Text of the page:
Open Access rocks – How Change Happens is four years old this week and OA has made all the difference

It’s Open Access Week this week (what, you’d missed it?), which I generally use as an excuse to do my annual round-up of stats on How Change Happens, and make the case for OA books, not just journals.

Bit of background. The book was published by OUP in October 2016. We negotiated open access from day one (download it here). In return waived royalties to compensate the publisher for lost sales. At the time, OA on books was a bit of an experiment, so kudos to OUP. Since then, it’s become more widespread, with publishers charging authors (or their institutions) to go open access, as happens with journal articles.

Day 1 – it’s worn off a bit since then

Here are the headlines:

Hard copies of HCH sold in the first couple of years, but then pretty much faded out

Online was a very different story – pdf downloads have risen steadily, but online readers have been the big hit, rising fast all the way to year 3. Although it looks like they peaked in year 3 and are now falling back, there’s a bit of confusion over the overlap between the last two years, and 2020 isn’t over yet of course (the stats are for calendar years)

Overall, in the first four years the ratio of hard copies to pdfs to online reads was 1:5:15. In real numbers, the book sold 10,000 copies, 50,000 people have downloaded the pdf, and 150,000 have read anything from a paragraph to the whole thing online.

Total readers = 211,000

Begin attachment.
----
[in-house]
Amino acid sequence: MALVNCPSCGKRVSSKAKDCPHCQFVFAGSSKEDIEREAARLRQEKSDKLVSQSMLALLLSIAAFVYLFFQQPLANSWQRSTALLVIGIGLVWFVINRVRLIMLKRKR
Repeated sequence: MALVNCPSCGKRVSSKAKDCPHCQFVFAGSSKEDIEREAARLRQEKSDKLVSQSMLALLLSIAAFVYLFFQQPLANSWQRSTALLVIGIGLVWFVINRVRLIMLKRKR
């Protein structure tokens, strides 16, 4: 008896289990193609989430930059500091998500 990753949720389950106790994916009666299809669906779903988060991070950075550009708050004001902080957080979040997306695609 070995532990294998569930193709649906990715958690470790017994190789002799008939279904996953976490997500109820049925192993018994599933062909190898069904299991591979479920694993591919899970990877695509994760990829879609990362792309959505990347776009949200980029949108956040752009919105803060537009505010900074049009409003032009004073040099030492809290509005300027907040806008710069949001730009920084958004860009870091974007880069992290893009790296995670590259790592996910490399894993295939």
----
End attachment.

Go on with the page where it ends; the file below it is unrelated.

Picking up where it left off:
I would say 10,000 is a reasonable sales figure for OUP, so they didn’t lose out too much. From my/Oxfam’s point of view, Open Access has been brilliant – it gives the book a much longer shelf life and allows people in any place with decent internet to access the book.

Exec Sum: Viva Open Access!

For a more detailed discussion of OA in books v journals, check out my post from this time last year. Here’s the two year report-back (total readers have trebled since then, thanks to OA). And here’s the first OA discussion, on publication day, along with a truly appalling alternative cover which FP2P readers wisely rejected.

Given that HCH is now 4 years old, this may be the last such exercise – even my authorial self-obsession has its limits…..

Subscribe to our Newsletter

You can unsubscribe at any time by clicking the link in the footer of our emails. For information about our privacy practices, please see our .

We use MailChimp as our marketing platform. By subscribing, you acknowledge that your information will be transferred to MailChimp for processing. Learn more about MailChimp's privacy practices here.